Pumpkin pie

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I don’t care about your back story, just take me to the recipe.

I had my first encounter with pumpkin pie when Mr S and I were in New York last year for the marathon. It wasn’t quite Thanksgiving, but there were pumpkins everywhere and pumpkin pie on most menus so we gave it a go. I only had a little scoop of the filling (as it had cream in it) but liked it and vowed to make my own gluten and dairy free version for the follow year’s “Thanksgiving”.

Above: Pumpkins for sale in New York City, November 2011.

Being an American event, we don’t celebrate Thanksgiving in Australia, but the last few years on Twitter have opened up my world to it (as it turns out that I follow a lot of Americans).

While I haven’t researched and understood its beginnings, I really like the tradition of taking time to be with loved ones and recognising what you are thankful for.

Clearly I’m thankful for the Internet, as it allows me to follow incredible people and learn interesting things and find recipes for gluten and dairy free pumpkin pie…

There are an abundance of recipes out there. I ended up selecting this one from the Gluten Free Goddess blog as:

  1. Her pie got the response: “This might be the best pumpkin pie I’ve ever eaten.”
  2. It’s crustless. Which is a huge plus for me as I find gluten and dairy free pastry crumbly, dry, difficult to work with and generally painful. Not things I like when cooking.

We shared the pumpkin pie with some friends who were over for dinner who gave it the thumbs up. I think we were still all a bit… “this is different” mainly because we had never had it before and had no point of reference or “history” for it.

Even our friend Adam appeared to like it, which I’ll take as a compliment as his wife warned me: “Adam doesn’t really like vegetables or desserts, so a dessert made from vegetables could be a push…”*

*That was the general gist of it, I cant’ remember exactly.

Gluten and dairy free crustless pumpkin pie

Ingredients:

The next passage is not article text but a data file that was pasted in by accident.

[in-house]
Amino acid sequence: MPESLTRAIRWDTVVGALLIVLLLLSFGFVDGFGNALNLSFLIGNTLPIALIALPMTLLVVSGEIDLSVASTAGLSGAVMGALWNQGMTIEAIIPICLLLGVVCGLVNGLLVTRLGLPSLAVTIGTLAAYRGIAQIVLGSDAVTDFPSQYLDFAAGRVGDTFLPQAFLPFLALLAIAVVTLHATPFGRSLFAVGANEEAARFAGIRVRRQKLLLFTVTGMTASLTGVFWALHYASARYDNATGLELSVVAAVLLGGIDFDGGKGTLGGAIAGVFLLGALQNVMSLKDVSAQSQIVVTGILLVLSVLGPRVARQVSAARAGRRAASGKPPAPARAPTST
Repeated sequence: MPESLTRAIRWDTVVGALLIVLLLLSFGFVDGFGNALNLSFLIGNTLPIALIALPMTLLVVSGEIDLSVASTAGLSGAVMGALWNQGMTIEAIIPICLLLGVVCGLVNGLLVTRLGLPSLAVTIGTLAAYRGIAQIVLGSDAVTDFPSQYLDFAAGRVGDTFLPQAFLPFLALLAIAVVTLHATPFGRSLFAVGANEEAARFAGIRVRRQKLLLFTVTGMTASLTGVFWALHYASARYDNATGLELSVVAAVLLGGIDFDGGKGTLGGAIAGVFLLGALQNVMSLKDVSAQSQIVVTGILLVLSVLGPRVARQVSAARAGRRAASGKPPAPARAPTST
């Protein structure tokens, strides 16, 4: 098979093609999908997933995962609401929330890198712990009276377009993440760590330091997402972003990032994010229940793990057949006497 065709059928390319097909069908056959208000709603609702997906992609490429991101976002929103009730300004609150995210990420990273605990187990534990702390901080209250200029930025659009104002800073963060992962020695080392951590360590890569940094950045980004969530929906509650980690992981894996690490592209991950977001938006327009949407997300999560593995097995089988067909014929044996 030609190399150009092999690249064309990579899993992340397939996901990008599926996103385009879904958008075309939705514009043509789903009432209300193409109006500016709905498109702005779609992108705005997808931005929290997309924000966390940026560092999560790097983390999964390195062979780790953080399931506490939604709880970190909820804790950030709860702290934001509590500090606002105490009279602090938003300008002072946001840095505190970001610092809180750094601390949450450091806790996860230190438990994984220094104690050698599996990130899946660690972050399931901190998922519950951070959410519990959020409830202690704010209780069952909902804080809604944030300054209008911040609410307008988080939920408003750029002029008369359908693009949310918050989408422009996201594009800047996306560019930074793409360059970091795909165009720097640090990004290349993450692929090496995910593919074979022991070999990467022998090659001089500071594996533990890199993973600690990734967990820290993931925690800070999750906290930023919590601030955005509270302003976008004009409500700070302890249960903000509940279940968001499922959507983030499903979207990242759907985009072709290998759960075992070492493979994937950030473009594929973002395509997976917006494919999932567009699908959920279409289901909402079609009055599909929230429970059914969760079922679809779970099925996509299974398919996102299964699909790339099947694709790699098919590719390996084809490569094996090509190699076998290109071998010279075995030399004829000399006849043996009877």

For the pie

  • 450ml cooked and pureed pumpkin (I’m not sure how much this is in pumpkin weight… I roasted a whole heap then pureed what I needed and used the rest in a salad)
  • 1 1/2 cups full fat coconut milk (or you can substitute soy or almond milk)
  • 2 teaspoons bourbon vanilla (I used regular vanilla, but I want to find some of this “bourbon vanilla”!)
  • 2 tablespoons light olive oil
  • 2 eggs, lightly beaten, or to make it vegan, substitute the eggs with 1 tablespoon egg replacer
  • 3/4 cup light brown sugar
  • 1/2 cup buckwheat flour, or other gluten free flour (best to have one with a bit of substance though)
  • 2 tablespoons tapioca starch/flour
  • 2 teaspoons baking powder
  • 1/4 teaspoon xanthan gum
  • 1/2 teaspoon sea salt
  • 1 teaspoon cinnamon
  • 1 teaspoon ground ginger
  • 1/2 teaspoon nutmeg

For serving

  • Strawberries or berries
  • Yoghurt or thickened cream (depending on your lactardiness)

Method:

  1. Cut the pumpkin into pieces and roas. You could probably steam it, but I like the roasted flavour. I actually didn’t think about it going into a sweet dish and still seasoned it like I normally would, but it still worked! Cooking time will depend on your oven (ours is slooow) but maybe 45 minutes – 1 hour depending on how much pumpkin, 180˙C or until a skewer easily goes through the pumpkin pieces.